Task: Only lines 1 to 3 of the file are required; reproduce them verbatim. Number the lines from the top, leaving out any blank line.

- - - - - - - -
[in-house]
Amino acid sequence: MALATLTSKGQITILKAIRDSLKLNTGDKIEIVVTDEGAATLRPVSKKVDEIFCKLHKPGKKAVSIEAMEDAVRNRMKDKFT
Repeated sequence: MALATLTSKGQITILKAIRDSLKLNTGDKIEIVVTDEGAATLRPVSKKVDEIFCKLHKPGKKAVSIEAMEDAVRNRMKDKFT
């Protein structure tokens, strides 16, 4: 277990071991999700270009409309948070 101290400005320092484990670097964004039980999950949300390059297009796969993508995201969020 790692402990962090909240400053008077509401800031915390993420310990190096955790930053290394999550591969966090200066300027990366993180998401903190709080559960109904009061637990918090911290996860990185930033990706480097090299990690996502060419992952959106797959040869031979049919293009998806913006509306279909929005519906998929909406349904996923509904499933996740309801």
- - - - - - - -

[in-house]
Amino acid sequence: MALATLTSKGQITILKAIRDSLKLNTGDKIEIVVTDEGAATLRPVSKKVDEIFCKLHKPGKKAVSIEAMEDAVRNRMKDKFT
Repeated sequence: MALATLTSKGQITILKAIRDSLKLNTGDKIEIVVTDEGAATLRPVSKKVDEIFCKLHKPGKKAVSIEAMEDAVRNRMKDKFT